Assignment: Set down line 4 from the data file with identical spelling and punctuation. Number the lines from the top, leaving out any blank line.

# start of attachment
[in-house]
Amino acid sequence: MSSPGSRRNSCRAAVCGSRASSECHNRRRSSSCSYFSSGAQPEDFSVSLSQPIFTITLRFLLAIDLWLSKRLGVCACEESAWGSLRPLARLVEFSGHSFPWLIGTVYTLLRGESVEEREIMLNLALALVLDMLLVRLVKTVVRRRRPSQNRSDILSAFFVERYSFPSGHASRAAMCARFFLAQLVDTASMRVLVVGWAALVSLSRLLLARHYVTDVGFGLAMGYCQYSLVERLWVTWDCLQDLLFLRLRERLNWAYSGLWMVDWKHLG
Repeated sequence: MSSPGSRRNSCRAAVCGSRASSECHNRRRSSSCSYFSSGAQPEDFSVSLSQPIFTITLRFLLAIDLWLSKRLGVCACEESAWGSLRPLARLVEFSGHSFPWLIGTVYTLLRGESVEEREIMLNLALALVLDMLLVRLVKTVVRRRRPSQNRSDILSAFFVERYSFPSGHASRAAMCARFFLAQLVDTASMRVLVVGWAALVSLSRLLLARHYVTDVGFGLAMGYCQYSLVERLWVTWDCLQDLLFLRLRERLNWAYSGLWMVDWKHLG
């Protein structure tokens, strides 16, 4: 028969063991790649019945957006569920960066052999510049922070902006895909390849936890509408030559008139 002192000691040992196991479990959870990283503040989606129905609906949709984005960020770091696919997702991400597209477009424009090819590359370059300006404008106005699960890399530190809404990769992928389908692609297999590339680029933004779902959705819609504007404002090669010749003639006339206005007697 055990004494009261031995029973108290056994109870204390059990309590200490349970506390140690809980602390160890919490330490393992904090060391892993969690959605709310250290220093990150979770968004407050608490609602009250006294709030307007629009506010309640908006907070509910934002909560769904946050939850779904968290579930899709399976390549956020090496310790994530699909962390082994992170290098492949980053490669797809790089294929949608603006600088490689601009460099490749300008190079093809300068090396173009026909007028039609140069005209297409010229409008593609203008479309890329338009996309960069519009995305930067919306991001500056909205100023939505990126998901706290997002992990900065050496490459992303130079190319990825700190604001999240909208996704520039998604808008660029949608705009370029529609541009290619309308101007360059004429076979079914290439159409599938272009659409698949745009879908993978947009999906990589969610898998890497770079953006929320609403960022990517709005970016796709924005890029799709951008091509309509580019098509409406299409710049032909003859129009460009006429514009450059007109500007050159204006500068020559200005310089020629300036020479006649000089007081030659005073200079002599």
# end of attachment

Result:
């Protein structure tokens, strides 16, 4: 028969063991790649019945957006569920960066052999510049922070902006895909390849936890509408030559008139 002192000691040992196991479990959870990283503040989606129905609906949709984005960020770091696919997702991400597209477009424009090819590359370059300006404008106005699960890399530190809404990769992928389908692609297999590339680029933004779902959705819609504007404002090669010749003639006339206005007697 055990004494009261031995029973108290056994109870204390059990309590200490349970506390140690809980602390160890919490330490393992904090060391892993969690959605709310250290220093990150979770968004407050608490609602009250006294709030307007629009506010309640908006907070509910934002909560769904946050939850779904968290579930899709399976390549956020090496310790994530699909962390082994992170290098492949980053490669797809790089294929949608603006600088490689601009460099490749300008190079093809300068090396173009026909007028039609140069005209297409010229409008593609203008479309890329338009996309960069519009995305930067919306991001500056909205100023939505990126998901706290997002992990900065050496490459992303130079190319990825700190604001999240909208996704520039998604808008660029949608705009370029529609541009290619309308101007360059004429076979079914290439159409599938272009659409698949745009879908993978947009999906990589969610898998890497770079953006929320609403960022990517709005970016796709924005890029799709951008091509309509580019098509409406299409710049032909003859129009460009006429514009450059007109500007050159204006500068020559200005310089020629300036020479006649000089007081030659005073200079002599």